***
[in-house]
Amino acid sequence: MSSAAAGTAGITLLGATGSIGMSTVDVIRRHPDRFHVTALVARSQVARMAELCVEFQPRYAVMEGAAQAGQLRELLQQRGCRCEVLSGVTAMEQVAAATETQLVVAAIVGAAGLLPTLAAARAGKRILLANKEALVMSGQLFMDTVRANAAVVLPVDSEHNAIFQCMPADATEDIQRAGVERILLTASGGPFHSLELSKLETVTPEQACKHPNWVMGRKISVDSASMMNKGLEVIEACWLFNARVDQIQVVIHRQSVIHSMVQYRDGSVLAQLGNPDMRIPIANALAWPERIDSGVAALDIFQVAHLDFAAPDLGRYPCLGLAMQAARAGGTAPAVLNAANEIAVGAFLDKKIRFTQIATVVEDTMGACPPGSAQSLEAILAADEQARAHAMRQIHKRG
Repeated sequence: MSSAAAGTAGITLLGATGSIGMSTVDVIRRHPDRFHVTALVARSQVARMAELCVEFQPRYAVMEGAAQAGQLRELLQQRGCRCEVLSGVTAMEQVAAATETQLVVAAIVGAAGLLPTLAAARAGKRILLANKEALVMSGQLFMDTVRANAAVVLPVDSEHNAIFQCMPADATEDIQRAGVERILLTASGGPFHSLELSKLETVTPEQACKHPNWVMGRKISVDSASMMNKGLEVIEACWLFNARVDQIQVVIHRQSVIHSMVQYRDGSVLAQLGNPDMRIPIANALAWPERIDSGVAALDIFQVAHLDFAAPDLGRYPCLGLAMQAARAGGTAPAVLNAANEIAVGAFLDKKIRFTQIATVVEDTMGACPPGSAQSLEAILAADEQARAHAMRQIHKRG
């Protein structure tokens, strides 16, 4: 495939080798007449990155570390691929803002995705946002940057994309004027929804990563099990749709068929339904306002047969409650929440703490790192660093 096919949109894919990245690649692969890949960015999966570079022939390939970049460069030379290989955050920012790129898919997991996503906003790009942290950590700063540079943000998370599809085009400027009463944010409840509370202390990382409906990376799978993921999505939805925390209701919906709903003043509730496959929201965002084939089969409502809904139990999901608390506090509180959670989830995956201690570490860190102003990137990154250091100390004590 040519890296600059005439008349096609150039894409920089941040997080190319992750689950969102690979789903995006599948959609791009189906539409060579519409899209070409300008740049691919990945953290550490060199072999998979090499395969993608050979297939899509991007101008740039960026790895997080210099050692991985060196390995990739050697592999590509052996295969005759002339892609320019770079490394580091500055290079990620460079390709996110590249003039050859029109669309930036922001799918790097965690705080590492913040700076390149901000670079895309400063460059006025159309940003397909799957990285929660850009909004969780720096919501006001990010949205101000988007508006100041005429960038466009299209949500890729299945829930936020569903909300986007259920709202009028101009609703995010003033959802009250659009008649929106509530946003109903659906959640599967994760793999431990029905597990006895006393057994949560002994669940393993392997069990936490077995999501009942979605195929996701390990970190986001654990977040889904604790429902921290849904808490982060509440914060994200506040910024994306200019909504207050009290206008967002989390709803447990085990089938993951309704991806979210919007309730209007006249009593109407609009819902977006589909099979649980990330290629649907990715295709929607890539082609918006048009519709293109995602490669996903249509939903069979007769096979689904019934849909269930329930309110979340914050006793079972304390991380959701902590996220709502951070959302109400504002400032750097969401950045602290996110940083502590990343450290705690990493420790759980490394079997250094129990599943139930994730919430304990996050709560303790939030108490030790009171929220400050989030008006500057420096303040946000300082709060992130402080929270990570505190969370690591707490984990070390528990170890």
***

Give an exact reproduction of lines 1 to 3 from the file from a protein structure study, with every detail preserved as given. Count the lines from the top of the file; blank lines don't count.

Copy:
[in-house]
Amino acid sequence: MSSAAAGTAGITLLGATGSIGMSTVDVIRRHPDRFHVTALVARSQVARMAELCVEFQPRYAVMEGAAQAGQLRELLQQRGCRCEVLSGVTAMEQVAAATETQLVVAAIVGAAGLLPTLAAARAGKRILLANKEALVMSGQLFMDTVRANAAVVLPVDSEHNAIFQCMPADATEDIQRAGVERILLTASGGPFHSLELSKLETVTPEQACKHPNWVMGRKISVDSASMMNKGLEVIEACWLFNARVDQIQVVIHRQSVIHSMVQYRDGSVLAQLGNPDMRIPIANALAWPERIDSGVAALDIFQVAHLDFAAPDLGRYPCLGLAMQAARAGGTAPAVLNAANEIAVGAFLDKKIRFTQIATVVEDTMGACPPGSAQSLEAILAADEQARAHAMRQIHKRG
Repeated sequence: MSSAAAGTAGITLLGATGSIGMSTVDVIRRHPDRFHVTALVARSQVARMAELCVEFQPRYAVMEGAAQAGQLRELLQQRGCRCEVLSGVTAMEQVAAATETQLVVAAIVGAAGLLPTLAAARAGKRILLANKEALVMSGQLFMDTVRANAAVVLPVDSEHNAIFQCMPADATEDIQRAGVERILLTASGGPFHSLELSKLETVTPEQACKHPNWVMGRKISVDSASMMNKGLEVIEACWLFNARVDQIQVVIHRQSVIHSMVQYRDGSVLAQLGNPDMRIPIANALAWPERIDSGVAALDIFQVAHLDFAAPDLGRYPCLGLAMQAARAGGTAPAVLNAANEIAVGAFLDKKIRFTQIATVVEDTMGACPPGSAQSLEAILAADEQARAHAMRQIHKRG